To top that off, they eventually veer in minimal apparel as they morph into their own teenage daughters, who are so Americanized as they have little patience with the behavioral expectations of their traditional Japanese mothers. As the play moves from the past to the future, it returns to the meaning of the present and the reasons why the four remaining Japanese women have gathered to honor the spirit of the recently-deceased Himiko: They acknowledge their isolation in American culture in the heartland of Kansas, where Japanese customs seem so different from standard American ones.
As director Rebecca Wear explained in an interview, Tea provides the audience with an opportunity to hear “multiple Japanese women, each with a different set of experiences, each with different sensibilities, grappling in some ways the same historical events.” Wear is currently the resident director of the Hero Theatre at the Inner-City Cultural Center and she chose to tackle this play Tea, because of its subject matter related to xenophobia and the challenges of being an Asian immigrant even more ever in recent times. “Much as the play deals with trauma, it is incredibly playful and offers a lot of opportunity for connection and comedy that even though it’s thirty years old, it still feels like a thousand times true to my experience as a daughter of immigrants. It continues to be relevant today.”
Tea which was originally produced in New York City in the 1980s by veteran stage and film actress Olympia Dukakis (who died in 2021), who helped to found the Hero Theatre Group at the Rosenthal Theatre and funded the on-going director mentorship program there. The Founding Artistic Director of Hero Theatre for the Inner-City Arts Center theater education programs is Elisa Bocanegra, a Puerto Rican actress and artist who founded the Hero Theatre ten years ago. In speaking with Elisa, she explained that so many talented Japanese-American actresses auditioned for the roles in the play Tea that she decided to have two separate casts and plan to use them in alternating weeks.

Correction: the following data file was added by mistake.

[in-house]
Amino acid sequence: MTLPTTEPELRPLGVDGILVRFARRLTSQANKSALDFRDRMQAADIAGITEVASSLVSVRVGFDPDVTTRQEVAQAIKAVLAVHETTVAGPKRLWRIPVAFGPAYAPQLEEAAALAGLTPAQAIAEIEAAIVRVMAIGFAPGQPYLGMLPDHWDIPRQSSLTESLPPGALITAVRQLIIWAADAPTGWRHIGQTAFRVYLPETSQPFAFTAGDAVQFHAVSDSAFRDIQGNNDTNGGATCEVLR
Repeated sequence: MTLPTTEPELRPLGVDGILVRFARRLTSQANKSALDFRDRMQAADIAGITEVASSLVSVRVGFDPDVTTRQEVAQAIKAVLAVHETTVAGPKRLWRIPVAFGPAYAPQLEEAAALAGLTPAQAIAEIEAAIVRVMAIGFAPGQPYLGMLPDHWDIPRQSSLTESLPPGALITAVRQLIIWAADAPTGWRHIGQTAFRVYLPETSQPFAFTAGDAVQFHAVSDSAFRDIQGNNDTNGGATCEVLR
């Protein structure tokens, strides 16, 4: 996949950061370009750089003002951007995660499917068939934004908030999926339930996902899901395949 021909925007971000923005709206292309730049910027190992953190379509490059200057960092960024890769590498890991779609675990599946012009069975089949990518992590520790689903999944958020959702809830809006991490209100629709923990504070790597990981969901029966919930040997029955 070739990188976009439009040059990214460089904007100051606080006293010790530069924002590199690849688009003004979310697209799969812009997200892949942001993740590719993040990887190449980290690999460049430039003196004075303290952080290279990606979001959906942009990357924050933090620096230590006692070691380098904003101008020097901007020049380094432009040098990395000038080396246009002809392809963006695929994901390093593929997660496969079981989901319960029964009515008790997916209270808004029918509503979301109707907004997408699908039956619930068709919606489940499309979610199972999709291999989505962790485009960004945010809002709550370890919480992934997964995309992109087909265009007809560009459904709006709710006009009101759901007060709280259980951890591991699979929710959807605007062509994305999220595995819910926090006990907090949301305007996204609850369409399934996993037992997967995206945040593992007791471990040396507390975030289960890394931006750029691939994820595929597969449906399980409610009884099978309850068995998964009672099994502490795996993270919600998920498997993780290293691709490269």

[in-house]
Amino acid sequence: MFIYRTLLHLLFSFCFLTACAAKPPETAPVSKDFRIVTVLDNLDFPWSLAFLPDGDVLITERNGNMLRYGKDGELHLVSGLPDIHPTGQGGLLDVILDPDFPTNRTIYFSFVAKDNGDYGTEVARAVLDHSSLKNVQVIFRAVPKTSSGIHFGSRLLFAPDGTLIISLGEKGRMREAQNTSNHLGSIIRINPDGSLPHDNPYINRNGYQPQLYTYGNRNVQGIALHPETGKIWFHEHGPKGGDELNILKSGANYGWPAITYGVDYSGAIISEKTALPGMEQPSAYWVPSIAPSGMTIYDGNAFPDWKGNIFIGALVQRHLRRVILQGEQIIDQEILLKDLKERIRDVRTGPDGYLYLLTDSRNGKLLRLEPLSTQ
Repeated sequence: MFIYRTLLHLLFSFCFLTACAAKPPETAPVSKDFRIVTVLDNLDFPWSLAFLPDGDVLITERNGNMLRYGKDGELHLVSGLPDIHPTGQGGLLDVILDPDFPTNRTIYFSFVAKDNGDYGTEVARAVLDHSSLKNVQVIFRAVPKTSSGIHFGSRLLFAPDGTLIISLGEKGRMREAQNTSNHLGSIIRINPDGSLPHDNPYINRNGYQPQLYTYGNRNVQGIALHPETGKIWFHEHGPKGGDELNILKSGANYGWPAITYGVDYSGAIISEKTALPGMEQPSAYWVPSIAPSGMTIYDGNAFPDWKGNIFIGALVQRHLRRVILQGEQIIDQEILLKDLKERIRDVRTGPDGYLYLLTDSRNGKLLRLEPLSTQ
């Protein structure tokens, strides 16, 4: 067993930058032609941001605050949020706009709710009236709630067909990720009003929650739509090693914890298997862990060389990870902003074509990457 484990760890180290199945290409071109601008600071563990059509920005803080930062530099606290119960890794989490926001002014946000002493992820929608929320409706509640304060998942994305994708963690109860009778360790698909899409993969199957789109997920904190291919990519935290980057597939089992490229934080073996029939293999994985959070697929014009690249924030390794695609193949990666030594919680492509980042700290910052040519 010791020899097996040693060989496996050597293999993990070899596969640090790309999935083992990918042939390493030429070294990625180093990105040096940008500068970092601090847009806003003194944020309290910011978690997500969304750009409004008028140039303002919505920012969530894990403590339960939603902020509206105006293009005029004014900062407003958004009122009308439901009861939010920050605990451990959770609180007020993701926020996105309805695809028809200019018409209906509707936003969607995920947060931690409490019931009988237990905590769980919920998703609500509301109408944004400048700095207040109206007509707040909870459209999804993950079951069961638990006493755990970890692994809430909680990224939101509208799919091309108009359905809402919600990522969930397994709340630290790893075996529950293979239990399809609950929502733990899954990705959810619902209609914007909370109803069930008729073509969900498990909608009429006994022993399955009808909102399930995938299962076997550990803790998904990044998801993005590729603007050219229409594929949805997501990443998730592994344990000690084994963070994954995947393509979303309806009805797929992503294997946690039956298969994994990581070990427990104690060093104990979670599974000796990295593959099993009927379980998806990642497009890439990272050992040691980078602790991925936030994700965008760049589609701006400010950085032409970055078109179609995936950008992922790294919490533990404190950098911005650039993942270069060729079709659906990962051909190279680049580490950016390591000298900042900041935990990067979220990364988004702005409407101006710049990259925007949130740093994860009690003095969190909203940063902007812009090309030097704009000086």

Elisa explained: “By a beautiful twist of fate, ten years ago, I played Olympia Dukakis’ funny maid in a show at the Roundabout Theatre in New York City. We shared a dressing room. She told me that my talent was bigger than the opportunity that would be given to me because I was Puerto Rican. She was right. I had faced a lot of discrimination in the industry. Not only for being Latinx, but also because I’m not a size 2. Olympia made me start Hero Theatre. To help others like me. I’ll never forget her advice and generosity. She changed my life. Having Hero gave me a sense of purpose and a place to channel a lot of my pain into art that can help others.”
Rebecca Wear’s directing has been seen at Actor’s Express, Know Theatre of Cincinnati, HERE Arts Center, Greenway Court, UC Santa Barbara, Women’s Center Stage, and other theatres and various sites/ She has associate-directed at Oregon Shakespeare Festival and Arena Stage. She was an Artistic Associate at The Orchard Project, held fellowships and internships at Center Theatre Group, The Public’s Literary department, and Clubbed Thumb.
The Hero Theatre Company is resident at the Rosenthal Theatre in the Inner-City Arts Center complex, located at 720 Kohler Street (off Sixth Street. Performances of Tea take place Thursdays, Fridays and Saturdays at 8 p.m. and Sundays at 2 p.m. and 7 p.m. from Saturday, April 23 through Sunday, May 15 (no evening performance on Sunday, April 24). Tickets are $30. To purchase tickets, go to: https://teaherotheatre.brownpapertickets.com/